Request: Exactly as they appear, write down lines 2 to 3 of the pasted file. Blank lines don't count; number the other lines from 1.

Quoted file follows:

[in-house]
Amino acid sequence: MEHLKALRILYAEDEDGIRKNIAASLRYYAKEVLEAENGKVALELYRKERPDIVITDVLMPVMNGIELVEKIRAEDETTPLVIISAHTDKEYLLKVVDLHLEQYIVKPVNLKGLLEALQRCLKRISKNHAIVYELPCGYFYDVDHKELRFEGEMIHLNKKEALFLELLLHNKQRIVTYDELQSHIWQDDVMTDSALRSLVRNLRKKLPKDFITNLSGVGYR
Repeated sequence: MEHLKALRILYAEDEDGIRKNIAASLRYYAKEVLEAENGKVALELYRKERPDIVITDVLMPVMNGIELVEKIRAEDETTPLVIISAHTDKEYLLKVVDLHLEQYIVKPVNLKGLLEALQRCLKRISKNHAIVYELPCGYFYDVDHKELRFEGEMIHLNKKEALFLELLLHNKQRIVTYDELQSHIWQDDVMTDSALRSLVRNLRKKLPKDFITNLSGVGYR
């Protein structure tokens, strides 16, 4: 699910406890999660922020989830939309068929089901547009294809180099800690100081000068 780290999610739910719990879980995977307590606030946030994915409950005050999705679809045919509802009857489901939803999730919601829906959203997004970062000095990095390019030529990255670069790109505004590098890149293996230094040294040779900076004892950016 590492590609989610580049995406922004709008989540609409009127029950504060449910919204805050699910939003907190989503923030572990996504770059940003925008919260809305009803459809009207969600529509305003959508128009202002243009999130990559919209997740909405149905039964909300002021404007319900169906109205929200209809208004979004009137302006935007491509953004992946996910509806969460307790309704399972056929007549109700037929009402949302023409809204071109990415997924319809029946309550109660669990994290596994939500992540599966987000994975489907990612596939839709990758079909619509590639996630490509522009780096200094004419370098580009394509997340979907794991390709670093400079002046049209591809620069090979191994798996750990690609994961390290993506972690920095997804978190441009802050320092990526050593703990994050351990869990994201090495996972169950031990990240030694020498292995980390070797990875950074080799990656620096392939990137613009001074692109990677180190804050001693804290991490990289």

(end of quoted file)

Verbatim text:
Amino acid sequence: MEHLKALRILYAEDEDGIRKNIAASLRYYAKEVLEAENGKVALELYRKERPDIVITDVLMPVMNGIELVEKIRAEDETTPLVIISAHTDKEYLLKVVDLHLEQYIVKPVNLKGLLEALQRCLKRISKNHAIVYELPCGYFYDVDHKELRFEGEMIHLNKKEALFLELLLHNKQRIVTYDELQSHIWQDDVMTDSALRSLVRNLRKKLPKDFITNLSGVGYR
Repeated sequence: MEHLKALRILYAEDEDGIRKNIAASLRYYAKEVLEAENGKVALELYRKERPDIVITDVLMPVMNGIELVEKIRAEDETTPLVIISAHTDKEYLLKVVDLHLEQYIVKPVNLKGLLEALQRCLKRISKNHAIVYELPCGYFYDVDHKELRFEGEMIHLNKKEALFLELLLHNKQRIVTYDELQSHIWQDDVMTDSALRSLVRNLRKKLPKDFITNLSGVGYR